Saturday, December 24, 2022

Holiday thoughts in 2022 (good feelings)


I'm grateful for many things this holiday season and I'm posting a few of the less obvious ones below:

  • Arby's limited time hamburger offering.  Yes, the Deluxe Wagyu Steakhouse Burger is so good, I've written to an Arby's executive urging his organization to make it a permanent menu item.
  • John Authers' Bloomberg column.  Mr. Authers wrote for the Financial Times for years before moving to Bloomberg.  He's funny, reliably prolific (not sure how he pumps out his rich articles almost daily) and especially well-rounded -- Finance & Economics (obviously), Sports if a bit heavy at times on soccer (sorry 'football'), Music, Film and History.
  • An unnamed community organization that allowed me to scale back my involvement with grace.
  • A glorious week off to do things of the sort I'm doing today -- reading, writing, cooking, listening to music CDs (yes, I still use that medium without apologies -- right now I'm enjoying k.d. lang's "recollection") and later I'll be streaming RUSH videos at ridiculous hours of the evening.
  • It's with personal satisfaction I include Carvana's service for their streamlined process to buy and sell a used vehicle, without ever setting foot in a dealership.  

Last but not least, I'm reminded that "Jesus is the reason for the season".

Sunday, May 22, 2022

Adding it up: too much commercial time

Like a pebble in your shoe that won't go away; I've long been annoyed by the amount of ad time viewers suffer through while watching broadcast TV and Cable TV.  Internet streamers and social media viewers are not immune either.  More on that score in a moment.

The increased viewer burden is not your imagination.  See Toni Fitzgerald's Forbes article, "Yes, You Are Seeing More Commercials Than Ever Before".  The theme was echoed by Gerry Smith of Bloomberg in his 2019 piece; "TV networks vowed to cut back on commercials. Instead, they stuffed in more"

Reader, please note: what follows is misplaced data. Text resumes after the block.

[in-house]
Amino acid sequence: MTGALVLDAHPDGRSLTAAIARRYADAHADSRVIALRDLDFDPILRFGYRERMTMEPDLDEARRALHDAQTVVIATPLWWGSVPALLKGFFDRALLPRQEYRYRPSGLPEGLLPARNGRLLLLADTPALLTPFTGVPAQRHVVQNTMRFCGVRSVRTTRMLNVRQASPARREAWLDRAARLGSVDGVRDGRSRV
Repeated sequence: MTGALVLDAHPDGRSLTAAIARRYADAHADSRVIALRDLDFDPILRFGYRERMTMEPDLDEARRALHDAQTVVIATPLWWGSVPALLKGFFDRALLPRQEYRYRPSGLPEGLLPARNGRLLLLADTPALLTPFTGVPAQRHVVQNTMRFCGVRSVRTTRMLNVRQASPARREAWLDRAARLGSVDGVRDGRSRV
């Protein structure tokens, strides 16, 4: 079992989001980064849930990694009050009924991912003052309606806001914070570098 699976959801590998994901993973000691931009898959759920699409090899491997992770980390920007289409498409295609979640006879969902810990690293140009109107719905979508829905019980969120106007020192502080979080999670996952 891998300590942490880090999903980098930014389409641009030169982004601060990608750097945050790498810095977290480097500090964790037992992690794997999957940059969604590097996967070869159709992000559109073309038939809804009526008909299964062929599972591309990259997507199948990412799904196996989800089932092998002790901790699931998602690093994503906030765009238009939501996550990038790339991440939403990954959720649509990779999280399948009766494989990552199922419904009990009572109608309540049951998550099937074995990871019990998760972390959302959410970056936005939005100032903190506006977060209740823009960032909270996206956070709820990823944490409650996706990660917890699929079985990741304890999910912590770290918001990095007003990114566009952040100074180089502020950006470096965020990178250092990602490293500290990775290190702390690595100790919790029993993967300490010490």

The unabashed Capitalist in me hastens to add that the ad industry is an essential component of a robust consumer-based economyThis post is about advertisers and media platforms practicing reasonableness and a more viewer-considerate methodology.  

We all land on web pages that hijack the viewer with an unwanted solicitation blasting on the screen before one can even view anything relevant.  We're often ambush-surveyed too, with that vapid net promoter score question (but that's another post).  

Now consider streaming TV by way of one example from my personal entertainment viewing habits.... watching YouTube.  I love the free access to music videos and movie shorts on YouTube and in exchange, I willingly watch and listen to ads that appear in-between songs and film clips.  It's a fair tradeoff.    

However, here's the worst example of viewer ad intrusion that I can think of.  

A shot of my recent YouTube music video selections below....

Imagine that instead of me watching one of my prized music videos, you're watching a football game with seconds left on the clock.  Your home team is down by 2 points but has the ball on fourth down 40 yards from the opposing team's goal line.  Next, your field goal kicker watches the snap go to the holder and then instantaneously --- your TV screen converts to an ad for motor oil.  

That's essentially what YouTube often allows to happen to viewers watching a music video.  The artists are performing beautifully and at some point, DURING THE SONG -- they cut to a mini commercial.  Fortunately, it doesn't happen often; but it needn't happen at all.  

I was taught to offer a solution or try to help matters after you grouse about something; so, here's my post-grouse attempt...

 YouTube could easily increase ad time between songs instead of inserting mini ads during the song (or film clip).  The platform could realize the same amount of ad time, without the obnoxious interruptions to the viewer.